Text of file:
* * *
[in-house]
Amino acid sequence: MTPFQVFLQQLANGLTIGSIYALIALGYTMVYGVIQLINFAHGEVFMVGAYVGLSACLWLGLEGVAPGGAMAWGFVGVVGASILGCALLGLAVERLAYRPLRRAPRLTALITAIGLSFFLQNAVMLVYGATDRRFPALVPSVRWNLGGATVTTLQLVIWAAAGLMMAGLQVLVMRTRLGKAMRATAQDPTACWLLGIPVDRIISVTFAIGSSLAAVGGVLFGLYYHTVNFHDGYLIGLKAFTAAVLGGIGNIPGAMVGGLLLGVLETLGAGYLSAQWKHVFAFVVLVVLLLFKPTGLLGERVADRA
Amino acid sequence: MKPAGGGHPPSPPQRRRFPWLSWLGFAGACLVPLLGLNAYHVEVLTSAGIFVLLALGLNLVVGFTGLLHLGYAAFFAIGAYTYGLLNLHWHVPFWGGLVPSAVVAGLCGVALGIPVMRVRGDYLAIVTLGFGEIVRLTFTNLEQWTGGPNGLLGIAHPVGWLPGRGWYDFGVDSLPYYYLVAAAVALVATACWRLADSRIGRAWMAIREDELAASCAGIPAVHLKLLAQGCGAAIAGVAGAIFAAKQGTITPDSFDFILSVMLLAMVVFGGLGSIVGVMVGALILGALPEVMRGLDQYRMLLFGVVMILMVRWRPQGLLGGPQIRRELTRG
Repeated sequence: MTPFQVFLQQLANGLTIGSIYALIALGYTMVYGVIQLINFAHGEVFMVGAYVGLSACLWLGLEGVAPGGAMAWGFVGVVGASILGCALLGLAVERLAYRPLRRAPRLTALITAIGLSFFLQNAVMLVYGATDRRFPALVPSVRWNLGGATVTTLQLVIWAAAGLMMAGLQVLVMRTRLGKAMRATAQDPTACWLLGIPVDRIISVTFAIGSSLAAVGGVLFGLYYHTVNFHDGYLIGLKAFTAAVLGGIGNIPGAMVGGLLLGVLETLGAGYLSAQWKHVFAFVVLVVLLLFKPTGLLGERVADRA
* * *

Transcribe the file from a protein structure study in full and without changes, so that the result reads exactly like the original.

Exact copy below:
[in-house]
Amino acid sequence: MTPFQVFLQQLANGLTIGSIYALIALGYTMVYGVIQLINFAHGEVFMVGAYVGLSACLWLGLEGVAPGGAMAWGFVGVVGASILGCALLGLAVERLAYRPLRRAPRLTALITAIGLSFFLQNAVMLVYGATDRRFPALVPSVRWNLGGATVTTLQLVIWAAAGLMMAGLQVLVMRTRLGKAMRATAQDPTACWLLGIPVDRIISVTFAIGSSLAAVGGVLFGLYYHTVNFHDGYLIGLKAFTAAVLGGIGNIPGAMVGGLLLGVLETLGAGYLSAQWKHVFAFVVLVVLLLFKPTGLLGERVADRA
Amino acid sequence: MKPAGGGHPPSPPQRRRFPWLSWLGFAGACLVPLLGLNAYHVEVLTSAGIFVLLALGLNLVVGFTGLLHLGYAAFFAIGAYTYGLLNLHWHVPFWGGLVPSAVVAGLCGVALGIPVMRVRGDYLAIVTLGFGEIVRLTFTNLEQWTGGPNGLLGIAHPVGWLPGRGWYDFGVDSLPYYYLVAAAVALVATACWRLADSRIGRAWMAIREDELAASCAGIPAVHLKLLAQGCGAAIAGVAGAIFAAKQGTITPDSFDFILSVMLLAMVVFGGLGSIVGVMVGALILGALPEVMRGLDQYRMLLFGVVMILMVRWRPQGLLGGPQIRRELTRG
Repeated sequence: MTPFQVFLQQLANGLTIGSIYALIALGYTMVYGVIQLINFAHGEVFMVGAYVGLSACLWLGLEGVAPGGAMAWGFVGVVGASILGCALLGLAVERLAYRPLRRAPRLTALITAIGLSFFLQNAVMLVYGATDRRFPALVPSVRWNLGGATVTTLQLVIWAAAGLMMAGLQVLVMRTRLGKAMRATAQDPTACWLLGIPVDRIISVTFAIGSSLAAVGGVLFGLYYHTVNFHDGYLIGLKAFTAAVLGGIGNIPGAMVGGLLLGVLETLGAGYLSAQWKHVFAFVVLVVLLLFKPTGLLGERVADRA